The moment where Angela snaps and orders those Prada shoes is as brilliant as it is frightening. Desperate times call for desperate measures. Feeling sufficiently jilted by Elliot, unemployed after the Colby debacle and with her father’s back against the wall, it makes sense that Angela would join the dark side. The question, at this point, is “to what end?” Angela’s been so sweet, so caring. She’s been the opposite of everything she now represents — and now she’s part of it. Has she lost all control of herself and her sense of logic? Or does Angela have a plan? Is all of this is just a carefully-crafted facade? If so, can she survive and escape with her soul and her humanity intact?
Meanwhile, Elliot’s search for Tyrell Wellick is proving fruitless. He goes to Wellick’s house — only to run into his wife, Joanna, who acts less than normal. She’s coldly evasive, yet confident. She even invites Elliot in to “wait for Tyrell” who “just called” and is “stuck in traffic on the way home”. But something’s not right and Elliot can sense it. “Can she hear us right now?” Elliot ponders. “There’s something about her…” Indeed there is. Whether she actually can hear what Elliot is thinking is up for debate, but Joanna’s as clueless as Elliot is — but she’s also unpredictable. Her long list of issues have been well-documented in these reviews. We have no idea what she might do to get the truth out of Elliot. Neither does Elliot — which is why he calls himself “Ollie” and refuses her offer to come inside the house.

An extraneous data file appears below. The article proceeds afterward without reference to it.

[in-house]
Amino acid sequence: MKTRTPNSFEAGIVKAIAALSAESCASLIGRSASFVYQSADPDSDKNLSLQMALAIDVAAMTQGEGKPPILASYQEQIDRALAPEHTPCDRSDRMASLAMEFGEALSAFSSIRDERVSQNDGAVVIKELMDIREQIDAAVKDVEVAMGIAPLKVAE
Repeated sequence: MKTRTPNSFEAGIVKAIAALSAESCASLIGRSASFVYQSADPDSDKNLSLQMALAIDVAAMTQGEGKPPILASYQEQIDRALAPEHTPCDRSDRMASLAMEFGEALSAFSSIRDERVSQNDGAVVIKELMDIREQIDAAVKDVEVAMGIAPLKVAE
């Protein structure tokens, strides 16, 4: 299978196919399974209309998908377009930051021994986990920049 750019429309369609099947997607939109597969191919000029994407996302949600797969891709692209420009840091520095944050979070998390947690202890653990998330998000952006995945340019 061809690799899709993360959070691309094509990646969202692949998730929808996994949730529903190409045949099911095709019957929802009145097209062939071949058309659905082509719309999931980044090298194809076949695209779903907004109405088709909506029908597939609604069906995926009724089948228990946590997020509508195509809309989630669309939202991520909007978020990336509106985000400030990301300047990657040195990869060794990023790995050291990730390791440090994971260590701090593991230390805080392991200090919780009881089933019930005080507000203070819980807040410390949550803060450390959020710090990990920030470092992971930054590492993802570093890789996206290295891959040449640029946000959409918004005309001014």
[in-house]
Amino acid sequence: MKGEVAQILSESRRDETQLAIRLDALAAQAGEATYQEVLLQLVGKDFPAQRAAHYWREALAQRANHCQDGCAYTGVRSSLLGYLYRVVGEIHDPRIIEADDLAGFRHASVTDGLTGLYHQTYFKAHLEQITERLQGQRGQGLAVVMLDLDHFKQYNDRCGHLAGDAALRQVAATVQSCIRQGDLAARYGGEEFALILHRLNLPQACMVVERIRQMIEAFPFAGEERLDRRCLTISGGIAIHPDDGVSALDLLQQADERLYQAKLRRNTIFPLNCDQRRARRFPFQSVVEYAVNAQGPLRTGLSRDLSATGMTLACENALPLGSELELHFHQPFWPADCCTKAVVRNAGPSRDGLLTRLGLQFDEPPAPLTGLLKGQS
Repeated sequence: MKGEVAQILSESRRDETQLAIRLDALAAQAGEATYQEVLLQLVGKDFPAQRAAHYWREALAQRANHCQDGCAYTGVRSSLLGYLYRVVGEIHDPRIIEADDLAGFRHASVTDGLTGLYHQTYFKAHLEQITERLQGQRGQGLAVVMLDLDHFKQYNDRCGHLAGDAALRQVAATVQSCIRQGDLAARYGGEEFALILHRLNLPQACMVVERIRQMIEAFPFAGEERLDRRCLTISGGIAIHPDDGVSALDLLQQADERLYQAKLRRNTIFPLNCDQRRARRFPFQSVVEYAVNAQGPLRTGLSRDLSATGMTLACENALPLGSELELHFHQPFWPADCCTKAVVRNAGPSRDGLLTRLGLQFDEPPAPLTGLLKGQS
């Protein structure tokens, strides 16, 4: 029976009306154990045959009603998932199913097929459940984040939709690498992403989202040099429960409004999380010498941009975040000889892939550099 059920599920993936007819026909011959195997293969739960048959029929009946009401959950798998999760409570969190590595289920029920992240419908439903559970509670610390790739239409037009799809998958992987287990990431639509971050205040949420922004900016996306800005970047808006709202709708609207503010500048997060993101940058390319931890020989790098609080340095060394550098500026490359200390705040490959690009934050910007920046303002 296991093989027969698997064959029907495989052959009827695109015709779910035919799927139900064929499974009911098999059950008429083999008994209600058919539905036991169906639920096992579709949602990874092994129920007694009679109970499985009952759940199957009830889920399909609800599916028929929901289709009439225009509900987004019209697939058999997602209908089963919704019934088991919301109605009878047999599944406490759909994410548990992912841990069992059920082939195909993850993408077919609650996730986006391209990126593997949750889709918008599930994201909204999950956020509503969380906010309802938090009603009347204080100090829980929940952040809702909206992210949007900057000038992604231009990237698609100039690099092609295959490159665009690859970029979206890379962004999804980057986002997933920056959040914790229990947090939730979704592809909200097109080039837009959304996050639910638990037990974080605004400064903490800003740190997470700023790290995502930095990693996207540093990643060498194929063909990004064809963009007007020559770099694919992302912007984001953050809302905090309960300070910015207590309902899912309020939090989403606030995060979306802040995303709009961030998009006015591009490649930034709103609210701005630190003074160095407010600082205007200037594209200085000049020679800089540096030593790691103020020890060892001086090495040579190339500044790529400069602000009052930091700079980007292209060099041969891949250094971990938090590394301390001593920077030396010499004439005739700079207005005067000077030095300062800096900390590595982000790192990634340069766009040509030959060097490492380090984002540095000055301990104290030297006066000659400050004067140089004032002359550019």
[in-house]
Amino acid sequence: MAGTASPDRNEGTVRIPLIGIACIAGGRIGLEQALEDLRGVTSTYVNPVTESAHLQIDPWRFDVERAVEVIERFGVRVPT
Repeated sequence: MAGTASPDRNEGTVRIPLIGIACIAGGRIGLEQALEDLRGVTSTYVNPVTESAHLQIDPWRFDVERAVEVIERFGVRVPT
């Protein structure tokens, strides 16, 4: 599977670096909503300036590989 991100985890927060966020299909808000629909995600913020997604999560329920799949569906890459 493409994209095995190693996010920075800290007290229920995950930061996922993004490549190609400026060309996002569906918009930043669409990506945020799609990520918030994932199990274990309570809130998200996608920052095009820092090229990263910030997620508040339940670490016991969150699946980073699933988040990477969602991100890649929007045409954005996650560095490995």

When all looks lost, Elliot searches the Wellick Family SUV for any clues that might lead his way. After finding a USB drive containing a video file of Elliot falling off the big wall (in the second episode), Elliot finally manages to trick Mr. Robot into reappearing. By now, we all know that Mr. Robot is a manifestation of Elliot’s fragile mind and that he’s been talking to nobody buy himself this whole time — except that usually happens when Elliot’s alone. Here’s Elliot’s in the middle of an Internet cafe with a dozen people in it, yelling at Mr. Robot, demanding to know where Tyrell is. And there’s Elliot, grabbing Robot by the throat and pinning him up against the wall. If you saw Fight Club, you know how this is possible and where it’s going. Elliot’s “Mr. Robot” personality swings into action, harassing a cafe lurker. A quick move, a flash of violence and Elliot’s down for the count with Mr. Robot hovering over him, smug as ever:
“I’m only supposed to be your prophet,” he says. “You’re supposed to be my god.”
But Elliot can’t come to grips with the fact that he’s the leader of a revolution with so many people looking up to him for guidance. He begs us, the audience, for help — only to have Robot tell him “quit talking to them because they can’t help us.” Elliot’s family appears, which angers Elliot further. He screams at Robot, telling him that he needs to be left alone because, just like him, his family isn’t real. “Neither are the people you’re talking to,” Robot retorts. He grabs Elliot’s face and gives one of the grandest monologues heard on modern television:
“Is any of it real? Look at it. A world built on fantasy. Synthetic emotions in the form of pills. Psychological warfare in the form of advertising. Mind-altering chemicals in the form of food. Mind-washing seminars in the form of media. Control isolated bubbles in the form of social networks. You want to talk about reality? We haven’t lived in anything remotely close to it since the turn of the century. They turned it off, took off the batteries, snacked on a bag of GMOs while we tossed the remnants in the ever-expanding Dumpster of the human condition. Living in branded houses, trademarked by corporations. Built on bipolar numbers, jumping up and down on digital displays. Hypnotizes us into the biggest slumber mankind has ever seen. You have to dig pretty deep, kiddo, before you can find anything real. As far as you are concerned, Elliot, I am very real.”